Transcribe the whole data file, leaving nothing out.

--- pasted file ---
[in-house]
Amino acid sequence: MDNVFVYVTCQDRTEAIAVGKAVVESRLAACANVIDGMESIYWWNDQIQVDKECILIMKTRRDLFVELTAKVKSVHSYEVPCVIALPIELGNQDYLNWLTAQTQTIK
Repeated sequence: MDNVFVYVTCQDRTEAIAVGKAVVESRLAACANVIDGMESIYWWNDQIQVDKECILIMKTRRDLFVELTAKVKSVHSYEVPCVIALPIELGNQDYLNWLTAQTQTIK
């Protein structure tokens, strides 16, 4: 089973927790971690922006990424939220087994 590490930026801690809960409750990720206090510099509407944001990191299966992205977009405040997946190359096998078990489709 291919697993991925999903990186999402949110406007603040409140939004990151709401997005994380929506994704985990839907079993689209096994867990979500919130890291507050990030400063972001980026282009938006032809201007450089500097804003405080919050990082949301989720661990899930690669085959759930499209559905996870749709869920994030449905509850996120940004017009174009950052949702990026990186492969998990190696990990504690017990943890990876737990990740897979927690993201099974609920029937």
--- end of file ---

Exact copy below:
[in-house]
Amino acid sequence: MDNVFVYVTCQDRTEAIAVGKAVVESRLAACANVIDGMESIYWWNDQIQVDKECILIMKTRRDLFVELTAKVKSVHSYEVPCVIALPIELGNQDYLNWLTAQTQTIK
Repeated sequence: MDNVFVYVTCQDRTEAIAVGKAVVESRLAACANVIDGMESIYWWNDQIQVDKECILIMKTRRDLFVELTAKVKSVHSYEVPCVIALPIELGNQDYLNWLTAQTQTIK
């Protein structure tokens, strides 16, 4: 089973927790971690922006990424939220087994 590490930026801690809960409750990720206090510099509407944001990191299966992205977009405040997946190359096998078990489709 291919697993991925999903990186999402949110406007603040409140939004990151709401997005994380929506994704985990839907079993689209096994867990979500919130890291507050990030400063972001980026282009938006032809201007450089500097804003405080919050990082949301989720661990899930690669085959759930499209559905996870749709869920994030449905509850996120940004017009174009950052949702990026990186492969998990190696990990504690017990943890990876737990990740897979927690993201099974609920029937």